Saturday, 4 May 2013
A Funeral in Elizabethan Language: "The Book of Common Prayer" and 1 Corinthians 15—for Micki Baisley
Micki Baisley. Using the old Prayer Book is thoroughly appropriate. She was a bit like the Prayer Book. Straight up. Saying it like it is. Old fashioned. A little inconvenient in this day and age. Not to be messed with or changed. Every Sunday morning, the same.
And there’s some language—which requires a bit of time and effort to appreciate, an acquired taste (remind you of anyone?), but when you make the effort, you find it’s worth it. Fine, rich, Elizabethan language, which has a rhythm of its own (as did our Micki, who marched very much to the beat of her own drum, did she not?) and yet it has a cadence which causes the words to roll off the tongue when you get used to it; the language of Shakespeare, life and death, tragedy and comedy, sorrow and joy—classic language, rich in imagery, both earthy and heavenly.
Micki could be down to earth. I remember a parish annual meeting right here in the church when there was a suggestion that we move the choir pews. I heard Micki’s voice from the pews, “Ridiculous!” she said. And, in later years, if she didn’t want to be visited, she said so. And that was that.
On the other hand, I got to see her face when she received communion, always at the 830 Book of Common Prayer service, as I put what the Prayer calls “the holy Bread of eternal life” (p83) into her hand, there was always such a softness and devotion in her face, I knew she was experiencing a glimpse of heaven.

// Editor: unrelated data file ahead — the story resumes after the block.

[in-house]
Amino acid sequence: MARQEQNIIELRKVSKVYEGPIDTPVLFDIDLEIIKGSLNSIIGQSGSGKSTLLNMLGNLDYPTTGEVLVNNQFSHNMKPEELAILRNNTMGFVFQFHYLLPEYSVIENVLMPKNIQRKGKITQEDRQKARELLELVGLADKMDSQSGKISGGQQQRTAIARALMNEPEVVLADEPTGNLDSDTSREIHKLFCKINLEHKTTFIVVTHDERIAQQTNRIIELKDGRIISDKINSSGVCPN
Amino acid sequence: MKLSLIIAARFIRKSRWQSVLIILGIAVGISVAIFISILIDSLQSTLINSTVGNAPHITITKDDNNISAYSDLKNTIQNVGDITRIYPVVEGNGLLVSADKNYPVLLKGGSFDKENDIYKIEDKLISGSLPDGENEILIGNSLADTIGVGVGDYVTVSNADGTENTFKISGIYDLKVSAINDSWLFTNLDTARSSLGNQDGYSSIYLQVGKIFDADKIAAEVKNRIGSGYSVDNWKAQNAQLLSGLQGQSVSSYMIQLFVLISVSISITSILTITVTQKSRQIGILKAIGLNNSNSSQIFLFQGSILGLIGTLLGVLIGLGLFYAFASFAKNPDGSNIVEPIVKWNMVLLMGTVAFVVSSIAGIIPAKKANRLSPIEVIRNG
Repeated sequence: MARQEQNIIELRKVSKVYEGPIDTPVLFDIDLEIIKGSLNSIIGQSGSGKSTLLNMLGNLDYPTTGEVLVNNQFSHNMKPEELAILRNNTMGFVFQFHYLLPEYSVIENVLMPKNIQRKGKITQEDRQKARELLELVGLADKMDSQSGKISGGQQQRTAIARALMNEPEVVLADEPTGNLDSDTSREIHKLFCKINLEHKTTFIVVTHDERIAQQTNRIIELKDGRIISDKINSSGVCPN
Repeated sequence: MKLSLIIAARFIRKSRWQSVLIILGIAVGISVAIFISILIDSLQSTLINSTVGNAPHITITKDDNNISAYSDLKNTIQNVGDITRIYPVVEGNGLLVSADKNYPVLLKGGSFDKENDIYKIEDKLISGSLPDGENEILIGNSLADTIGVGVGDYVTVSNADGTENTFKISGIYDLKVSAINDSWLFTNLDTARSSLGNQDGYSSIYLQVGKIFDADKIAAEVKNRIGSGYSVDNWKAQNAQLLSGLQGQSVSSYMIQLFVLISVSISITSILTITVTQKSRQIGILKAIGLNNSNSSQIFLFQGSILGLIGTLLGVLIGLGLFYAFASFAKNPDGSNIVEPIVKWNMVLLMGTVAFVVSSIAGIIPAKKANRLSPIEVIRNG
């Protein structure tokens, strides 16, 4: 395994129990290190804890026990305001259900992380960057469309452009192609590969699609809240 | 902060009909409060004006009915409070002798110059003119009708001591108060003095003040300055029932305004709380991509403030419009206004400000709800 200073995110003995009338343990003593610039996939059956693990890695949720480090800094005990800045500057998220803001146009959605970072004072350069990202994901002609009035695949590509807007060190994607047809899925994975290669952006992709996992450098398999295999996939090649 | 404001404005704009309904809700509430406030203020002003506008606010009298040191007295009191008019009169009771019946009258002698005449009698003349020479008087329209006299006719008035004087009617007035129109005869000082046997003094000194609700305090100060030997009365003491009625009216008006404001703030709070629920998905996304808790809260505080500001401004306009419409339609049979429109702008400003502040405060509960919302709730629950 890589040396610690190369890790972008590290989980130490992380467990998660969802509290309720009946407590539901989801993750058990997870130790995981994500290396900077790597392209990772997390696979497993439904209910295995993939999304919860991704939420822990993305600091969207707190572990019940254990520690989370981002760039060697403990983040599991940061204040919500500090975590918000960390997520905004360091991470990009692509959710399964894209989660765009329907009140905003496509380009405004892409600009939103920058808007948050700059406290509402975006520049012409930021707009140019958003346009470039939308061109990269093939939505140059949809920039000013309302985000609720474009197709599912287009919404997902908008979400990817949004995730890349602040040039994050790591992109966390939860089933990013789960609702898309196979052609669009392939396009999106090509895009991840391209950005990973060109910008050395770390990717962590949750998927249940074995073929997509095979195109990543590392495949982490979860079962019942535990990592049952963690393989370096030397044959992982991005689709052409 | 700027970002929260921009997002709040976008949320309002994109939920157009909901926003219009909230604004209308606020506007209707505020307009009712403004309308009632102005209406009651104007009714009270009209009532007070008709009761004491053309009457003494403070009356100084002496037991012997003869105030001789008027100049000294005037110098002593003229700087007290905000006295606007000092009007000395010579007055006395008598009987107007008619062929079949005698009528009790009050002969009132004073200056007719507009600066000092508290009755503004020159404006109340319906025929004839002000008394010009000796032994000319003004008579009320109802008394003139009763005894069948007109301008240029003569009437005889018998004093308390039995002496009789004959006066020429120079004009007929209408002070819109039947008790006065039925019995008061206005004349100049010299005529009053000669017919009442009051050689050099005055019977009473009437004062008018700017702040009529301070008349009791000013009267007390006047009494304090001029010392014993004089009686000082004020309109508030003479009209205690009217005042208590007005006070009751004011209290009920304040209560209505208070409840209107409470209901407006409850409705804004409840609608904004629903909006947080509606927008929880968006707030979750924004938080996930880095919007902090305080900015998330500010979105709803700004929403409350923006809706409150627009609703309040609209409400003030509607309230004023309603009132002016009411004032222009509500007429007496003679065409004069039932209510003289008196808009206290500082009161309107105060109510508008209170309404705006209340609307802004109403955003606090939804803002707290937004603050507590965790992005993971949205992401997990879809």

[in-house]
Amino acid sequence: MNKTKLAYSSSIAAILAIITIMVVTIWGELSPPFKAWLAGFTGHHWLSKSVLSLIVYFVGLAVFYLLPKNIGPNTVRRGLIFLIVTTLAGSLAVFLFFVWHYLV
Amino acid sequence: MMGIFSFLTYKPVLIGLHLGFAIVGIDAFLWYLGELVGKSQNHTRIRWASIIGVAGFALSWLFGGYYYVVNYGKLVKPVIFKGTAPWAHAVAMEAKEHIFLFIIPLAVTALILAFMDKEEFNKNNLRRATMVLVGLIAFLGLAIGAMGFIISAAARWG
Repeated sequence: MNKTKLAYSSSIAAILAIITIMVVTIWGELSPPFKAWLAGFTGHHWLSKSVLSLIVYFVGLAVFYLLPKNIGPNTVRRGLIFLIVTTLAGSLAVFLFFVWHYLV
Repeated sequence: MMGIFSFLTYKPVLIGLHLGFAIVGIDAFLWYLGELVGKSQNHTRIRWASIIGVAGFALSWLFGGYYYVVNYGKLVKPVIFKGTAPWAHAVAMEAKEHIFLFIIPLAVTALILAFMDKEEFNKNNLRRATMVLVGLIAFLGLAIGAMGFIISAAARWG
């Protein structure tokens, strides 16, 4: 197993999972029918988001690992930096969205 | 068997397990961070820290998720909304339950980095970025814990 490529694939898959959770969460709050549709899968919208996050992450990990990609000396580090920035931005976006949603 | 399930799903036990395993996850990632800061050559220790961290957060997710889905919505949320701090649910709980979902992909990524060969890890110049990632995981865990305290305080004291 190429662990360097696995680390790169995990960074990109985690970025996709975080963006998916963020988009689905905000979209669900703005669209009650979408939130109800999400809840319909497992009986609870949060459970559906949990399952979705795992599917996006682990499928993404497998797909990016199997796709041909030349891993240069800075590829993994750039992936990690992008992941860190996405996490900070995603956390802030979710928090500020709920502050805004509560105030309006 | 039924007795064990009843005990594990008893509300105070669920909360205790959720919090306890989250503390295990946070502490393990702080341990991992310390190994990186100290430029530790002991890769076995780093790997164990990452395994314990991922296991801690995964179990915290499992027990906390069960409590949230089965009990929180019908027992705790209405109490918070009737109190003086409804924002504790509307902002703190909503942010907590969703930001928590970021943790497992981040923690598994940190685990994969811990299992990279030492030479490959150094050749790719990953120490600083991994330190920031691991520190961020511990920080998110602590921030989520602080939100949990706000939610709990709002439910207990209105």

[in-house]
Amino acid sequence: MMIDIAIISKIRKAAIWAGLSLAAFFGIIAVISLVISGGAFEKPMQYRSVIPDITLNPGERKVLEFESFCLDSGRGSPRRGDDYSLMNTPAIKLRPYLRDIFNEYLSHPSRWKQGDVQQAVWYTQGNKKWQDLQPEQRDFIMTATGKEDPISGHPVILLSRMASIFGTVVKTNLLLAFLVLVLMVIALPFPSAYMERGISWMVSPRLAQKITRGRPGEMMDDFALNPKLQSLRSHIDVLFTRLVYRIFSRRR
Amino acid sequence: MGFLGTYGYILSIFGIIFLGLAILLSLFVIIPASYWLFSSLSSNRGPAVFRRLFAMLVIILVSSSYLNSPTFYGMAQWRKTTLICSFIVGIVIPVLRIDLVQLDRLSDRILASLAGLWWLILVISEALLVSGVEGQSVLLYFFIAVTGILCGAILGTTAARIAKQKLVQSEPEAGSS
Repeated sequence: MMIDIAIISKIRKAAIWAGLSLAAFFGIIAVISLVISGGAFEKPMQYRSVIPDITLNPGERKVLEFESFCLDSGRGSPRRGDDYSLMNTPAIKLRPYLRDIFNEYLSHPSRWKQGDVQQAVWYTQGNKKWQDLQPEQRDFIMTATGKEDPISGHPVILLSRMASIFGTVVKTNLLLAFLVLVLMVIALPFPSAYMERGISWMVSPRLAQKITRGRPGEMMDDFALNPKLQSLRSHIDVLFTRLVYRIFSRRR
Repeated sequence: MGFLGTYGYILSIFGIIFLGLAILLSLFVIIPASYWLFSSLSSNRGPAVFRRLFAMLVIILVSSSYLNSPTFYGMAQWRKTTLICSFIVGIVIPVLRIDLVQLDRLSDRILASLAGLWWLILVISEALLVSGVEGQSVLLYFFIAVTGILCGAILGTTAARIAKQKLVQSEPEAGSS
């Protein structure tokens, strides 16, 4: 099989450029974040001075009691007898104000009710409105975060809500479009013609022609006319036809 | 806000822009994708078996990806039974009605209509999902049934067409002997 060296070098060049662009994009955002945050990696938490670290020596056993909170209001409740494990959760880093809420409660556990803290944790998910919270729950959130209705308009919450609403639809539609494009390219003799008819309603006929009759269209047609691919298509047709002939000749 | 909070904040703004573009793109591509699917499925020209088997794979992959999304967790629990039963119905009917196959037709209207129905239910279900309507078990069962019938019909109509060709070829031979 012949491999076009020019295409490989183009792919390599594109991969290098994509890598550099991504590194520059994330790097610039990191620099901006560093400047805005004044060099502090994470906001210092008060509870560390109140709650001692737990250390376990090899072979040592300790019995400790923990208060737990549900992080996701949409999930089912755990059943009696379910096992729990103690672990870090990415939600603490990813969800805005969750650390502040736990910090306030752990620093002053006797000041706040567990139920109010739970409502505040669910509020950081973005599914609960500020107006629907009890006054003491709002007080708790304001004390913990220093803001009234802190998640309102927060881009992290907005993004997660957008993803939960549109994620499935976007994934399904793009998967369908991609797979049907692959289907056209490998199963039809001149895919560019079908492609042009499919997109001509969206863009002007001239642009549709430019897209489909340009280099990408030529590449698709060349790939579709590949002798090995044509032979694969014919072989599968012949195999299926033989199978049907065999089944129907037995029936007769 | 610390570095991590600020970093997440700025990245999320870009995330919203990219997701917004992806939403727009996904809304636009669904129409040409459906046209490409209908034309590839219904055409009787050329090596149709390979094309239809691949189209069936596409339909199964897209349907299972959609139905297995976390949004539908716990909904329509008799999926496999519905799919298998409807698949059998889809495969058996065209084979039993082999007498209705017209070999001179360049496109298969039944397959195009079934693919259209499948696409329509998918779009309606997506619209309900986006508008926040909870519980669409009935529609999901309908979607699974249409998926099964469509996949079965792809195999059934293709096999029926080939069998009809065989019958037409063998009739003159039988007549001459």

Worship in the language of the Prayer Book was the context for Micki’s heavenly experience then. This morning as we honour both her memory and The One who made and loves her, it is also the context of our worship now; and rightly so.
So let’s look at the reading from Paul’s first letter to the Corinthians in Shakespearean language. What does it teach us about life and death, and Jesus, The One with whom Micki met here Sunday by Sunday?
First, about life—in the eternal—look at the first words at the bottom page 595: “Now is Christ risen from the dead.” Out of what was first experienced as tragedy and sorrow, came blessing and joy. Miraculously. Supernaturally. Jesus, the man, became the Risen LORD, The One who met Micki here each Sunday and meets us here today.
The Risen LORD Jesus Christ is the only one who can change the stuff of Shakespeare’s tragedies in our lives (page 596): death itself, corruption, dishonour, and weakness; into eternal life—incorruptible, glorious and powerful. Jesus is the only one able to change our natural bodies into glorified, spiritual ones; our earthiness into his heavenliness.
It’s a mystery, of course, and that’s what makes it so intriguing. Look at the top of page 596: “We shall not all sleep, but we shall all be changed, in a moment, in the twinkling of an eye, at the last trump: for the trumpet shall sound, and the dead (including Micki) shall be raised incorruptible, and we shall be changed.”
And here’s where what Satan intended to be the ultimate human tragedy, dark death, will be turned, in the twinkling of an eye, to the greatest blessing there ever was and “Now is Christ risen from the dead” is the very centre of it.
Here’s where a little comedy comes in, as we thumb our noses at death saying, “Death is swallowed up in victory. O death, where is thy sting? O grave, where is thy victory?” That’s like saying “Nyah, nyah, nyah-nyah-nyah, death!” in Shakespearean, Prayer Book language. I can hear Micki saying something like that.
I can also hear her saying, with her usual force and directness, “thanks be to God, which giveth us the victory through our Lord Jesus Christ.” And to you and me, “Therefore, my beloved brethren and sisteren, be ye stedfast, unmoveable, always abounding in the work of the Lord, forasmuch as ye know that your labour is not in vain in the Lord.”
If we know what's good for us, we’d better get on with it.
One more thing before we do: if you need to know more about what's really and eternally good for you, follow Micki's example and get thee to church where the Risen LORD Jesus is to be found.
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